Category: Case Study

Meet Your Peers: HP

As of 7/Aug/2018 HP has 109,371 subscribers.

In 2015 Hewlett-Packard split into two companies: HPE (Enterprise) and HPQ (HP Inc.) HPQ is the side that owns the hardware (laptops, printers, etc.). While the YouTube channel isn’t explicit we can assume this is the channel for HPQ as these videos are focused on selling hardware.

Their most viewed video, Phones on Drones Used to Hack Wireless Printers, has more than 6 million views but only 18 likes (22 dislikes) and 10 comments, all of which seem to point out how unrealistic and unverified HP’s claim is.

Their second most viewed video is an ad for their products aimed at the education market. Their third most viewed is an ad for ink cartridges.

HP’s channel is populated with various agency made adverts and customer testimonials. My favorite video on HP’s channel is Brothers. It’s an advert for a laptop but it’s about two brothers, one deaf, connecting through creativity and music. It’s beautiful and genuinely touching and the laptop plays just a bit role in the piece. It currently has 137,000+ views but deserves more and the comments show viewers were genuinely impressed. Did it sell HP laptops? That kind of data you can’t divine from superficial, public YouTube stats but it did entertain and move viewers at the very least.

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Case Study: Just Do It!

As the premise of this blog suggests, I work in a very large company making videos and other multimedia, but not in the central marketing department. I try to apply the ethos of my favorite guerrilla filmmakers to corporate video production, but sometimes, you still find yourself getting bogged down in the corporate process.

Let’s look at a recent case in point: one of the teams I work closely with also owns the usability labs at our company. A big part of those labs purpose, outside of their obvious, primary, practical use, is as a location for customers to visit, to get a feel of some of the new technologies we are working with, and products we are developing. Hundreds of customers pass through the labs every year but what about those customers who never get to visit our headquarters? A couple of years ago I did suggest to one of my colleagues responsible for outreach, that we should create a virtual video tour of the labs and the suggestion was embraced.

Unfortunately, it was embraced by too many people. Too many stakeholders became involved. There were more man-hours spent in meetings about the project than there ever were in action to move the project forward. It should have been simple but, instead, all those opinions got in the way and a couple of stiff, rough scripts were written, but it never went any further than that.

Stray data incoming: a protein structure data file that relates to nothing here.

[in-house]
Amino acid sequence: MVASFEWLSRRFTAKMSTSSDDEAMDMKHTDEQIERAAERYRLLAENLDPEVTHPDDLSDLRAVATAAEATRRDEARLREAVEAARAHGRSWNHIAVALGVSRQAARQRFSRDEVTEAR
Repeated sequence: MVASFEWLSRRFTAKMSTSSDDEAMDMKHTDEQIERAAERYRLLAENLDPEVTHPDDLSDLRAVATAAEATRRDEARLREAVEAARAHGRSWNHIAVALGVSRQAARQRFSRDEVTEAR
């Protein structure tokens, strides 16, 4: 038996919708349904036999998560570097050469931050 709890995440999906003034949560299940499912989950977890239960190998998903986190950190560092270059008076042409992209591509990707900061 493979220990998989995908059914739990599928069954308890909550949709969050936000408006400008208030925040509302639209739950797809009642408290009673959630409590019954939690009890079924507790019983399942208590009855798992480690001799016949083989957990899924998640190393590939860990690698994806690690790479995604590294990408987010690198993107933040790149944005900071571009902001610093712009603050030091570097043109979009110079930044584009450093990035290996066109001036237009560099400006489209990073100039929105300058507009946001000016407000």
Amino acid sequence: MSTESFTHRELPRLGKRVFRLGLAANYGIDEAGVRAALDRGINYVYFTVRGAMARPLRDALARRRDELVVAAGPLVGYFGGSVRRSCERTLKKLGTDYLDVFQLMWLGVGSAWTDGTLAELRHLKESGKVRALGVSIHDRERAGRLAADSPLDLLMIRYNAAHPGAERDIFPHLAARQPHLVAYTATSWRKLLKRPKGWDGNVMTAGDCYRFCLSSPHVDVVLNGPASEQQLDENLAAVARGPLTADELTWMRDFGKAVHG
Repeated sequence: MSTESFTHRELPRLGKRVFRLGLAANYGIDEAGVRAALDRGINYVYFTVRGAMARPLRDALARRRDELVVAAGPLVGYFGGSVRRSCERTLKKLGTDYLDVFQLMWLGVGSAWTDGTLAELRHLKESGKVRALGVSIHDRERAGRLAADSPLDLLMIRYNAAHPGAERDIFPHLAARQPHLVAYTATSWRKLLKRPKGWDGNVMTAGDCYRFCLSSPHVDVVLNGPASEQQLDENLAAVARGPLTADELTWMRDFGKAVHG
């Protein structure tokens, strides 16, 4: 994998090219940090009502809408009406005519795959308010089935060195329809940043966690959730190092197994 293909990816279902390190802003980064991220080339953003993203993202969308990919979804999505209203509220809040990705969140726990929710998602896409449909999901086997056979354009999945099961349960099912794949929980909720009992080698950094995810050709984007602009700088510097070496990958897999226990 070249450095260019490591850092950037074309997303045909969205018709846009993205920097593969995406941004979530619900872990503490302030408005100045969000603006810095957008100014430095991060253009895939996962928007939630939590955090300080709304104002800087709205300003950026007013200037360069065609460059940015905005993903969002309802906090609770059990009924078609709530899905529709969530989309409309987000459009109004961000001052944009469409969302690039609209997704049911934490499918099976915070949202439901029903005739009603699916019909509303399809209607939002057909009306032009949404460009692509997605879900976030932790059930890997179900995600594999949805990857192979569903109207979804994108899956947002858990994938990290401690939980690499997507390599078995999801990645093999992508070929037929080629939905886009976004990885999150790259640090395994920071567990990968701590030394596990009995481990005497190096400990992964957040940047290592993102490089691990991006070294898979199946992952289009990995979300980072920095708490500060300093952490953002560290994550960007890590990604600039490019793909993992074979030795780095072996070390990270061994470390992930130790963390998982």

Cut to some time later and another colleague from this team came to me saying that he was going out of the country the following week to visit some partners, and could we quickly knock up a temporary lab-tour video he could use, until the official one was created.

We met the next day: me with minimal kit and he with just bullet points for a script but, in couple of hours, we’d captured the footage we needed. By the end of the day we had a final cut, and it was posted on YouTube. It’s not perfect, but sometimes you have to let an ideal go, and accept ‘good enough‘, as ‘good enough‘ turns out to be way better, and much more useful, than you ever imagined. You can probably guess the rest: no one has put any time into making the official virtual lab tours video, because, this video that two of us created from start to finish in a single day, is good enough.

When I talk about applying guerrilla filmmaking techniques in a corporate settings this is what I’m talking about. If central marketing had made this video it would be much slicker, and would have cost us much more in time, and money, than was really required just to get the message out there. Would slicker have been better? Sometimes there is something more honest about a video that’s a little rough around the edges. This video has plenty of very rough edges, and yet it still works.